West Ham on Song to jump into the top three


15967541542_58a6b64140_kIt’s a good time to be a West Ham fan.  Yesterday our fellow London rivals Arsenal, Chelsea and Millwall all lost, whilst Spurs could only manage a goal less draw at home to Crystal Palace.  Coming into the game at The Boleyn Ground against Swansea City the team knew a win would take them to third…THIRD.  I cannot remember the last time The Hammers were in the top three, even after the opening day of the season.  Third.  Champions League Group automatic entry third.  Top three in one of the richest leagues in the world.

We all know it wont last.  It can’t last. Why?  Well we can blame the economist Francis Galton for making our dreams fade and die.  19th Century Galton was credited with first documenting the Theory of Regression.  Whilst Galton used the biological phenomenon of the height of ancestors to demonstrate his theory, it can be applied today in predicting bouncebackability (he actually invented that word too) of teams who either punch above their weight or failed to meet expectations.  Everyone will always gravitate to their natural position.

But that’s not to say there hasn’t been a seismic shift in events at Upton Park.  After Allardyce was given a seat at the bar of the last chance saloon in the summer, he used the close season well, and whether it was his hard work, that of “attacking” coach Teddy Sheringham or the scouting network, he has built one of the best looking West Ham side’s that I can ever remember.  By best looking I mean in terms of positive and attacking play rather than any looks, although the shift to the blue shorts is very pleasing on the eye.

Few expected the likes of Enner Valencia, Cheikhou Kouyaté and Diafra Sakho to settle in East London so quickly but they have.  Sakho in particular has been a revelation.  The Senegal international had been playing in the French Second Division until the summer, but someone spotted something in him.  Whoever that was deserves a knighthood.  Sakho has been a handful for Premier League defences so far this season, hitting seven goals in just nine games before the game against Swansea.  Thoughts turn to a young Frank McAvennie when he first came to England back in 1985 and terrorized English defences.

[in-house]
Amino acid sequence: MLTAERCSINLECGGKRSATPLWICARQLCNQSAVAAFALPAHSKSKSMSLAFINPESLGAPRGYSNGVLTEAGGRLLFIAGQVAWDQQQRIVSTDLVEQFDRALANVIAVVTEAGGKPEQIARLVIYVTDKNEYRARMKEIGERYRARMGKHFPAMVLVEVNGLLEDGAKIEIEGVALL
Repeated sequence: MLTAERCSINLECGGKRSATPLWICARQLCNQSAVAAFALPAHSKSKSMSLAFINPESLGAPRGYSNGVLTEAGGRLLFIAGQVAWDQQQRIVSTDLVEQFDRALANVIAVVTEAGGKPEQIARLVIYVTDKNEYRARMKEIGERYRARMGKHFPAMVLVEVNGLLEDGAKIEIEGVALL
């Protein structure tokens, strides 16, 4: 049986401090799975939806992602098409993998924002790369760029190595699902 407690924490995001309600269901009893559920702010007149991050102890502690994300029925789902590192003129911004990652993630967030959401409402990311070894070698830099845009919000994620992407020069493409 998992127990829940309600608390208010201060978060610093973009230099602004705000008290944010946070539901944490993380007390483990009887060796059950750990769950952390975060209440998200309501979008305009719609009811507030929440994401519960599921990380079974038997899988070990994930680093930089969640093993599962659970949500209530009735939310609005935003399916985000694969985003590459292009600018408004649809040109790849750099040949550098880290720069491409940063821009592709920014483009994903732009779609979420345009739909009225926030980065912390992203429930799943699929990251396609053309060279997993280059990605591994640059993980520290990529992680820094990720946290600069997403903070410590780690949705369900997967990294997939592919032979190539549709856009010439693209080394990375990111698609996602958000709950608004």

15348569513_2ba959a754_kThe lofty position hasn’t been down to fluke either.  I’ve never been an Allardyce fan, hating this traditional Anti-football which hasn’t ever proved to deliver anything apart from neckache to fans.  His purchase last season of Andy Carroll was seen as the final piece in his long-ball jigsaw, and when the injury-prone striker inevitably ended up on the operating table, there was no plan B.  Even in pre-season when I saw them against Stevenage there appeared to be zero attacking intent.  Four months later they are playing some of the best football in the Premier League and have beaten Champions League qualifiers Liverpool and Manchester City comprehensively at Upton Park, whilst away from home they have been impressive, sticking to an attacking 4-4-2 with the resurgent Stewart Downing finally being freed from his wing.

Despite a Sunday lunchtime slot for this game, the game was a sell-out, as had every other Premier League game bar the one versus Aston Villa this season.  With the rest of the Fuller family up North it was took good an opportunity to miss.  A £43 ticket is easier to swallow if the football on offer is attractive and positive.

In a pre-match interview with Radio 5Live, Co-Chairman David Gold admitted that he was very surprised that the club were so high up the table.  “Not that don’t believe that we are a good team, we probably didn’t expect to be in this position at this stage of the season”.  It would of course be amiss to forget that the visitors from Wales were also having an amazing season.  After starting off like a train they had followed the Galton theory and dropped back down the table, only to start to climb again in the last few weeks.  In fact, a win at Upton Park would see them leap-frog the Hammers and Arsenal into the top six.